2019 Visit to Ukraine
I've had a complaint/request or two about too many pictures and not enough stories so I'll change it up and be more descriptive this time!
|Dr. Luke and Dr. Dave|
A few weeks ago, I had the opportunity to visit Ukraine with a group of short-term missionaries from Indiana. We went to setup an Eye Care Clinic there and serve the local population in a city called Korosten. The city itself has a population of around 60,000 people. It had a delightful small-town feel with well kept local parks and the city was rich in history. We arrived Saturday afternoon, offloaded our equipment and tried to adjust to the +9 hour time difference. Sunday morning, we attended church then went to the House of Culture (Civic Center) to set up clinic. We saw around 65 patients that day and worked out some of the kinks of the clinic. Monday through Friday were very busy days and the clinic ran from around 8:00 am to 6:00 pm. We averaged around 160 patients per day! On Wednesday, a few from the group went to a remote village and saw around 50 patients as well. All in all, we ended up seeing around 1,000 patients in 5.5 days!. The best part, to me, was that each patient was sent to get glasses, then the Gospel of salvation was presented to each and every one of these dear people! We worked closely with two different local churches that will be in contact will all who were seen. I love doing the work of 'seed planting' and knowing that there is a great team staying to 'water' the seeds and the Lord will make them grow (Matthew 28:19).
The church I went with is Village Evangelical Free Church and they support mission work in various locations. They support Mission Eurasia which was the group that so wonderfully hosted us. I've rarely seen such hospitality in my life! Nadia, Sergii, Valentina and the staff at the Seminary of Practical Theology made our stay so comfortable. I enjoyed the food, loved the culture, and the fact that you could find espresso machines everywhere! We also worked with a local ophthalmologist, Dr. Elena, who was so very nice, so helpful, and grateful that we were there. She helped Dr. Dave with translation and will be helping us with getting the glasses filled locally that we did not have from the Lion's club donations. I enjoyed getting to meet every patient they sent me, but I will share a few of the 'highlights' from the patients that stuck out.
The clinic was wonderfully organized by Lance Davids and Valentina. They had a structure in place and would only let in about 20 patients per hour. There was a woman that apparently didn't know the rules...or at least she knew that they didn't apply to her! She stormed into the clinic waving her cane around and demanding to be seen, but she wasn't on the list. The poor folks at the check-in station managed to calm her down enough to explain to her that she wasn't on the list, we might could possibly see her, but she may have to wait for a long time to get in. She seemed fine with that....for about 5 minutes then she was up and hassling the crew once more. Finally, Lance gave in to her request. He said she could get in, but would have no more than 5 minutes with the doctors...that still makes me smile. She reluctantly agreed and in she came. Lance came back to the doctors station and gave us the 'heads up' about this patient. By the time she came back to see me, she had her vision checked at distance and near, her medical history taken, her blood pressure and blood sugar taken, and had sat at a machine that gives me a 'guess' of what her glasses rx will be. She was elated! I could see her smile from ear to ear as she sat in front of me. I said a prayer and took a look into her eyes...Praise the Lord! Her blood sugar was 385, but her eyes looked wonderful. I had to let her know how bad her diabetes was, and how she should visit her primary care doc and get it under control, but I thanked the Lord that all she needed from my station was some reading glasses. Nadia and I sent her out of the clinic and on to get her reading glasses and then into the auditorium to hear the Good News. She was tearful and thankful that we could get her in and received the Gospel with all readiness of mind and heart (Acts 17:11)!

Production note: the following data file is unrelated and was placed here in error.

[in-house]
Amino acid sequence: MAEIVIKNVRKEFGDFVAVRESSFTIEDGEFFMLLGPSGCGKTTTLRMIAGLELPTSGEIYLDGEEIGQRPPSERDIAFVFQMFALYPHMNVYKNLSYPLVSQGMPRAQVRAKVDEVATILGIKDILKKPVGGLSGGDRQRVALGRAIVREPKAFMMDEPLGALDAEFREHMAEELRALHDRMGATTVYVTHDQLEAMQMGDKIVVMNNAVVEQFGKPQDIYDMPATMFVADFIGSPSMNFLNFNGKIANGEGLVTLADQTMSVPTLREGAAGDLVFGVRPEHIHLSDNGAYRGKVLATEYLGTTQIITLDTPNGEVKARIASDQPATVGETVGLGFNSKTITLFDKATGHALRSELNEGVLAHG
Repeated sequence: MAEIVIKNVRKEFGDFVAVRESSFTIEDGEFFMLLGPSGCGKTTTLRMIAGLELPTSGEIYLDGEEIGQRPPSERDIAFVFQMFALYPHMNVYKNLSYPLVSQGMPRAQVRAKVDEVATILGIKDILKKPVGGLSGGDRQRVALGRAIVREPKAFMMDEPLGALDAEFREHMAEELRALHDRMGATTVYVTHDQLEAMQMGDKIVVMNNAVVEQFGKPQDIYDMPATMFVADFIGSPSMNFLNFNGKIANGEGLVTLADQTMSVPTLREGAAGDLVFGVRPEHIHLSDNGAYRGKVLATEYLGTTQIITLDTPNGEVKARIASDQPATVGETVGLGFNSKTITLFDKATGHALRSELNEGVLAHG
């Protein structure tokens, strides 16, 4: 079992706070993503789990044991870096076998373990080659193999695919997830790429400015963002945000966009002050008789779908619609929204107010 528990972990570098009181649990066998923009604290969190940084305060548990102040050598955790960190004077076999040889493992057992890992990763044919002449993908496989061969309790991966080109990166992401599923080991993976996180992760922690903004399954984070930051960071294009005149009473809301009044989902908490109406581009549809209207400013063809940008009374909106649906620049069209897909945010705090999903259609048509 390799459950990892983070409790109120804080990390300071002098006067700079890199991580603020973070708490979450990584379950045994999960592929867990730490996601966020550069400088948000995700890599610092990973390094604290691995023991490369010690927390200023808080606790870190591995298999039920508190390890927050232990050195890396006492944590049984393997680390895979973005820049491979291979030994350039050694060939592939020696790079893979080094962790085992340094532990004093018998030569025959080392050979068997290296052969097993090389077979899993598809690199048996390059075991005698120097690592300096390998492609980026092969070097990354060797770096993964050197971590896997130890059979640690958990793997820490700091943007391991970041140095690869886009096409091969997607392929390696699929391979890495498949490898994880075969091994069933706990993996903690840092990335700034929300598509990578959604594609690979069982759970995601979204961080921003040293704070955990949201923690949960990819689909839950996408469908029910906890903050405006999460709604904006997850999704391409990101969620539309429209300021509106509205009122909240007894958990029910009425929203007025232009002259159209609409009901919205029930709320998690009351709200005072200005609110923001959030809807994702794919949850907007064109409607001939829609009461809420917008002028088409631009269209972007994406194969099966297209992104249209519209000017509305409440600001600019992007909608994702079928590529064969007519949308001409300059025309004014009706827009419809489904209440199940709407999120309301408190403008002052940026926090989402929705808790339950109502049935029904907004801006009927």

|Nadia, Dr. Luke and Sergii|
(My wonderful translators)
The second story I'd like to share is about a sweet young mother that I'm still praying for. Nataliya is a 33 year old mother with a 9 year old girl. She was born deaf, and came in with a deaf family member and an appointed nurse from the county. The nurse would translate spoken Ukrainian to sign language, then her family member would sign into Nataliya's palm of her hand so she could communicate. She had won my heart instantly and I began praying. I put on my ophthalmoscope to exam the inside of her eyes and, to my suprise I could not see past her lens. She had two of the thickest cataracts I've ever seen. I sat back and explained to her that I could not see her retina or behind the lens in her eye to tell if her eyes were healthy. I mentioned that we have a test we could do that would 'see' past the cataract and let us know something about the health of her retinas. She was beaming at the slightest glimmer of hope. I asked her if I could pray for her, she said yes. I asked her if she believed in Jesus, she said yes. I asked her if she believed her faith could heal her, she said yes. I held her small head in my hands, placed my thumbs over her eyelids and I prayed my heart out! I prayed to the Great Physician and the Healer of all healers. I believed, she believed and as the prayer ended, I sat back and looked at her. God did not choose at that moment to give her back her sight. He did not restore her vision to completeness as I had prayed, but He did move. He moved my heart, the hearts of all involved were affected. I looked at my translator and she was crying, the nurse, the family member and Nataliya were all as teary eyed as this weary doctor was, and we were moved. We could not speak the same language, we could not hear or see one another, but our hearts were full of compassion, mercy, and the gratefulness that God's grace could bring. I was a bit sad that God did not perform a physical miracle that day, but I did tell her that we could have the test on her eyes done soon. That evening, I spoke with Dr. Dave about the case, and he said, “What are we waiting for?! Let's get this done while we are here!”.